I struggle, though, to escape from the feeling that I should be DOING something about it. I think it’s the slightly dysfunctional hero complex that a lot of people who’ve worked in the public sector for a long time carry around with them – I spent 15 years trying to fix my little corner of the NHS, and now I feel like I can’t fix anything.

I was hoping that the process of writing this all down would lead me to some profound conclusions, but it doesn’t seem to be happening. So I will try to be like the thinking monkey, and just have a thought once, then let it go, and eat a banana instead. And maybe watch the news a bit less often. And think about what means of protest are available to us, beyond whinging on Twitter about Dominic bloody Cummings.

I’m going to try and post some more poetry soon, so give the blog a follow if you’d like to get an email when that happens. Maybe tomorrow, maybe next week – who knows?

Peace and love x

Pandemic poetry #1



There’s nowhere to rush to.

For once, we’re not late.





What will it be like to wake up from this dream state?

To hear the aeroplanes overhead again

And watch the traffic standing still.

Until then, small one,

Just us.

On time, for once.

** Before you bite me, we were outside very early this morning and we didn’t touch anything or get closer than 2m from anyone else. We are in UK so not in total lockdown. Yet. Also, I know his coat’s too big.

Journal #5 – beans and bogroll – anxiety in the age of Coronavirus

Photo by Kien Cuong Bui on Unsplash

How’s everyone doing? Got enough beans and bog roll? Feeling dismayed at the panic buying? Feeling worried about the Government’s “strategy” and the number of ventilators we may or may not have?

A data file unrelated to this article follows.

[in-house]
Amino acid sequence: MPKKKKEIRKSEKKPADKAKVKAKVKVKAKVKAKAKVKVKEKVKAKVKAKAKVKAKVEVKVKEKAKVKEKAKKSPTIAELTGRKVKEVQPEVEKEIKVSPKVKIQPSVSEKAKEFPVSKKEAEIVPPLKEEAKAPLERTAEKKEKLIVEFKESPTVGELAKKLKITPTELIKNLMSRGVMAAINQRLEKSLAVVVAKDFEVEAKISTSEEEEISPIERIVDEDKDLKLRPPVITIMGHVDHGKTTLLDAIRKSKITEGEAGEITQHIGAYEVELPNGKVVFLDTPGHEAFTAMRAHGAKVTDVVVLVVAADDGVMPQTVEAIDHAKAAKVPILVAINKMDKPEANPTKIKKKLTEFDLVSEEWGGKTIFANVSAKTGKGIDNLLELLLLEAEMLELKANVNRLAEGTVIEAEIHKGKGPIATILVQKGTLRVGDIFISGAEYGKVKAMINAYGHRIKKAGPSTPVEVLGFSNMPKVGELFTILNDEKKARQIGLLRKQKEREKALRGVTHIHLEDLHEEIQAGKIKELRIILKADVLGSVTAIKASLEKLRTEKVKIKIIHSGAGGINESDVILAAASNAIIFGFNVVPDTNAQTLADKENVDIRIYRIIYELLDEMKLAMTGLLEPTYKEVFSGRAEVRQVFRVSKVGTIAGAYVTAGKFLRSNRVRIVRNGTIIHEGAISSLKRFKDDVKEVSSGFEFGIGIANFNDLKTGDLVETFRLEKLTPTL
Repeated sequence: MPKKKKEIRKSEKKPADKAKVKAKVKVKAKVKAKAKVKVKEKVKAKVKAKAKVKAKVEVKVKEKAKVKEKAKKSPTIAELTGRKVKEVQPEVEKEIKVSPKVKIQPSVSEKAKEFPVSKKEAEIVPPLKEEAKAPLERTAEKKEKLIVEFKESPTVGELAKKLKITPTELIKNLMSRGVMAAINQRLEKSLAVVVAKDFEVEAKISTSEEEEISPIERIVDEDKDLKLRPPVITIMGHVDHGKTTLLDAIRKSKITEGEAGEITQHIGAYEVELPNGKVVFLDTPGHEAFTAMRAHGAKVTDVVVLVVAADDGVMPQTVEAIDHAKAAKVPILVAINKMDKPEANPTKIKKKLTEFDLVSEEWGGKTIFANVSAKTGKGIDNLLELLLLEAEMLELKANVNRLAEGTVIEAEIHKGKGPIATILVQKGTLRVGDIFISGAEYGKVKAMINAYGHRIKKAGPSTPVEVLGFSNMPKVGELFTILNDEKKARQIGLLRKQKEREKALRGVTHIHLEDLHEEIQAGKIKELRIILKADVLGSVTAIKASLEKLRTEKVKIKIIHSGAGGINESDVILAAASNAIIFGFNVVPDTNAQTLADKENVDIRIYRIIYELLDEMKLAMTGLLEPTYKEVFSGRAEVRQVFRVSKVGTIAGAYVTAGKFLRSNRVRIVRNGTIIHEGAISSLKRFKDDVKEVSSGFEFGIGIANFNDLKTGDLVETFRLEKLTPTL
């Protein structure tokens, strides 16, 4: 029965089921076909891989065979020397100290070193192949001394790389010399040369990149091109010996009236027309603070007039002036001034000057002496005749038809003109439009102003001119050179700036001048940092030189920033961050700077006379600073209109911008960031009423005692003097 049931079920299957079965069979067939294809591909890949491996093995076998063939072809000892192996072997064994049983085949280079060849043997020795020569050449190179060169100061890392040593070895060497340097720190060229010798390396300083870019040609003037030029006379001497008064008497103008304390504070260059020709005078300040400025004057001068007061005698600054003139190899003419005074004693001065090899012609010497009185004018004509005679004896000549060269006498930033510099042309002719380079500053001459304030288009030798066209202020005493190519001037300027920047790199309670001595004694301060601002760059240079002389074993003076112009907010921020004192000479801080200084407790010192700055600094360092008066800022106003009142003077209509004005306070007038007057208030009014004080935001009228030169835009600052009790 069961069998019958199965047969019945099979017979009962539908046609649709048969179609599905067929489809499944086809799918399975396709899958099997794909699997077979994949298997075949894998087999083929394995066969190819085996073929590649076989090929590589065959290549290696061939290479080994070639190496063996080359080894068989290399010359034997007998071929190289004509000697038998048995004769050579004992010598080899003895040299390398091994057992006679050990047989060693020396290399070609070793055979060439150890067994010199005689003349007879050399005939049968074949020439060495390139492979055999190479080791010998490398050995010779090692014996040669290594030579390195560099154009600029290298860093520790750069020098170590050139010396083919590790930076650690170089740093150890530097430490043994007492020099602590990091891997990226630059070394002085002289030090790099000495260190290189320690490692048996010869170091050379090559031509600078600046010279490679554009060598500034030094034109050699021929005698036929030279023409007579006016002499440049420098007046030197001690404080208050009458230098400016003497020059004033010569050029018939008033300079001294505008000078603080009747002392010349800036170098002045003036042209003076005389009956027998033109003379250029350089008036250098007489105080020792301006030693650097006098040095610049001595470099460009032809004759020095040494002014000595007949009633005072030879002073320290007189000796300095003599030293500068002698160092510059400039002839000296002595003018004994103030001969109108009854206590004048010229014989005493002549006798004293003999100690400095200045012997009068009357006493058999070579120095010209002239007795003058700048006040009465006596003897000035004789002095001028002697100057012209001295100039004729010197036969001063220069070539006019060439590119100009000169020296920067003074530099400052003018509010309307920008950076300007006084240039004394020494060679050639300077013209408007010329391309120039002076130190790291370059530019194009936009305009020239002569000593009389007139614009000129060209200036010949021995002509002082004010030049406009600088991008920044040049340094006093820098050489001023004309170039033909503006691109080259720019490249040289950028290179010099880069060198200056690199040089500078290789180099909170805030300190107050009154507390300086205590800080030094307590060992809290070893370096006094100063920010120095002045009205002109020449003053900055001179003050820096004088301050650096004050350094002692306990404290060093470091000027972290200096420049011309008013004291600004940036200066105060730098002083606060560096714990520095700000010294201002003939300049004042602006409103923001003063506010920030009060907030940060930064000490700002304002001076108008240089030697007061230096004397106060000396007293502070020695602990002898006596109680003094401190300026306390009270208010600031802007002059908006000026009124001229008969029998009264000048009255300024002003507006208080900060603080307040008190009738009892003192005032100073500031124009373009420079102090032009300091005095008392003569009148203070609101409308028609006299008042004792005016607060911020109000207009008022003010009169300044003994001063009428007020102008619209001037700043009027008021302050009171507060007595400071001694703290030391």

I’ve been struggling, I must admit. And I am writing this mainly just to get my thoughts out, but if it helps anyone else then that’s great. I want to put a big sign up somewhere, maybe a banner along the top of the BBC News channel, which says, “it’s ok to feel anxious in anxiety-provoking situations!” It’s normal. It’s ok to want to buy all the nappies and formula so that you’re sure your kid will have some. (It’s not ok to actually buy them all, then sell them on eBay at a hugely inflated price. Obviously. These people are despicable. It’s also not ok to use this as an opportunity to tell people they should have breastfed or used cloth nappies instead. FUCK OFF). It’s really hard to only buy one pack though, if there are more there and you can afford more.

Which brings me to this horrible, gut-wrenching thing that I’m realising. We are SO privileged. We have a reasonable stash of food in the house. My husband will get sick pay if he gets ill. He has a knowledge job, so he can work from home and still get paid (I might kill him, though). I feel queasy when I see empty shelves, but I can’t imagine how queasy I would feel if I was a single parent on a zero hours contract, with school-aged kids and child care challenges, living week-to-week. You can’t get a supermarket delivery slot for weeks, even if you can afford to buy supplies. So what the fuck do you do if you haven’t got any food in and you need to self-isolate? How do you pay your rent if you can’t work, either because you’re ill or you have to look after your kids?